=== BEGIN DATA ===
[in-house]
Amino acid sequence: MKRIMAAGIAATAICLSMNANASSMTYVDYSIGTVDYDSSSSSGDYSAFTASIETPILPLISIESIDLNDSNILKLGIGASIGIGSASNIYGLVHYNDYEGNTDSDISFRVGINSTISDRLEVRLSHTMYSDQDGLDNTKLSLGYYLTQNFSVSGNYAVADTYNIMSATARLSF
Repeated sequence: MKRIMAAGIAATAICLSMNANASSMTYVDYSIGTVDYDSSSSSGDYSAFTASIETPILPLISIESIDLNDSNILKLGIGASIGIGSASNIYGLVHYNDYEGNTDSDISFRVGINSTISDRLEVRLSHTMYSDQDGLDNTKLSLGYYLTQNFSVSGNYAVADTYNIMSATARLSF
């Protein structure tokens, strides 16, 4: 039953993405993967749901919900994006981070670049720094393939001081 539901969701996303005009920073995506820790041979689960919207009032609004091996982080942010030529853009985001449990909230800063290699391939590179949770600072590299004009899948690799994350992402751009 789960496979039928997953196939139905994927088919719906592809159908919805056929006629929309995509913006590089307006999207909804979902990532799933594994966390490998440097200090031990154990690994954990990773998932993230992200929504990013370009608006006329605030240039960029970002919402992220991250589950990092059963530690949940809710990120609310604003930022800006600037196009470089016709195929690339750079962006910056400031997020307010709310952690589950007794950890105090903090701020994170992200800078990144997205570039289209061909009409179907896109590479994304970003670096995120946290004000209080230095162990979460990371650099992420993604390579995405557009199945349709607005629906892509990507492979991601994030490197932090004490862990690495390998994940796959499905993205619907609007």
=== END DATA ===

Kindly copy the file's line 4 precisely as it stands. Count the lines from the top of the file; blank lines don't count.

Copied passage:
């Protein structure tokens, strides 16, 4: 039953993405993967749901919900994006981070670049720094393939001081 539901969701996303005009920073995506820790041979689960919207009032609004091996982080942010030529853009985001449990909230800063290699391939590179949770600072590299004009899948690799994350992402751009 789960496979039928997953196939139905994927088919719906592809159908919805056929006629929309995509913006590089307006999207909804979902990532799933594994966390490998440097200090031990154990690994954990990773998932993230992200929504990013370009608006006329605030240039960029970002919402992220991250589950990092059963530690949940809710990120609310604003930022800006600037196009470089016709195929690339750079962006910056400031997020307010709310952690589950007794950890105090903090701020994170992200800078990144997205570039289209061909009409179907896109590479994304970003670096995120946290004000209080230095162990979460990371650099992420993604390579995405557009199945349709607005629906892509990507492979991601994030490197932090004490862990690495390998994940796959499905993205619907609007």